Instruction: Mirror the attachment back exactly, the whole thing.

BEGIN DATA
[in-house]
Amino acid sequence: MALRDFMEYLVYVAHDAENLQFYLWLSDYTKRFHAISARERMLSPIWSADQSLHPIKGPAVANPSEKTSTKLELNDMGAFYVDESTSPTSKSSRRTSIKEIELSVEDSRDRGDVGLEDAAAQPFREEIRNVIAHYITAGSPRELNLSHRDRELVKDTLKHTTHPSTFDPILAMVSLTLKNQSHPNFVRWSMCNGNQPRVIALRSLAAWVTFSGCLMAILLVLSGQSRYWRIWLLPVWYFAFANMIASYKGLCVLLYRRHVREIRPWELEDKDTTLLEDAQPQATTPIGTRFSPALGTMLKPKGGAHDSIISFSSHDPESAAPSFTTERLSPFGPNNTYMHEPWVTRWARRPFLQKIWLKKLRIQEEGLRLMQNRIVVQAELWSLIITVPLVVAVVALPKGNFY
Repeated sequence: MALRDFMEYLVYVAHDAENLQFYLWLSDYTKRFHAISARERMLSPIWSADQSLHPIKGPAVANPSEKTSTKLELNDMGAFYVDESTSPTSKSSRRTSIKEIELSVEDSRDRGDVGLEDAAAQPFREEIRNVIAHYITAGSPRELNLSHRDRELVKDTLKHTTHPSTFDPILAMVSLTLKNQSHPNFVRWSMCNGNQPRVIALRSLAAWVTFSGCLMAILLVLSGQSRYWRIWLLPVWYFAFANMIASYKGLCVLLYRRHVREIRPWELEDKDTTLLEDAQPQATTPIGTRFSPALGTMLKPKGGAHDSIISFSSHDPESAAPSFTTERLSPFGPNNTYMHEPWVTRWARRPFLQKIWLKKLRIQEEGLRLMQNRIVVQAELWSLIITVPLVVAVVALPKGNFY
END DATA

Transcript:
[in-house]
Amino acid sequence: MALRDFMEYLVYVAHDAENLQFYLWLSDYTKRFHAISARERMLSPIWSADQSLHPIKGPAVANPSEKTSTKLELNDMGAFYVDESTSPTSKSSRRTSIKEIELSVEDSRDRGDVGLEDAAAQPFREEIRNVIAHYITAGSPRELNLSHRDRELVKDTLKHTTHPSTFDPILAMVSLTLKNQSHPNFVRWSMCNGNQPRVIALRSLAAWVTFSGCLMAILLVLSGQSRYWRIWLLPVWYFAFANMIASYKGLCVLLYRRHVREIRPWELEDKDTTLLEDAQPQATTPIGTRFSPALGTMLKPKGGAHDSIISFSSHDPESAAPSFTTERLSPFGPNNTYMHEPWVTRWARRPFLQKIWLKKLRIQEEGLRLMQNRIVVQAELWSLIITVPLVVAVVALPKGNFY
Repeated sequence: MALRDFMEYLVYVAHDAENLQFYLWLSDYTKRFHAISARERMLSPIWSADQSLHPIKGPAVANPSEKTSTKLELNDMGAFYVDESTSPTSKSSRRTSIKEIELSVEDSRDRGDVGLEDAAAQPFREEIRNVIAHYITAGSPRELNLSHRDRELVKDTLKHTTHPSTFDPILAMVSLTLKNQSHPNFVRWSMCNGNQPRVIALRSLAAWVTFSGCLMAILLVLSGQSRYWRIWLLPVWYFAFANMIASYKGLCVLLYRRHVREIRPWELEDKDTTLLEDAQPQATTPIGTRFSPALGTMLKPKGGAHDSIISFSSHDPESAAPSFTTERLSPFGPNNTYMHEPWVTRWARRPFLQKIWLKKLRIQEEGLRLMQNRIVVQAELWSLIITVPLVVAVVALPKGNFY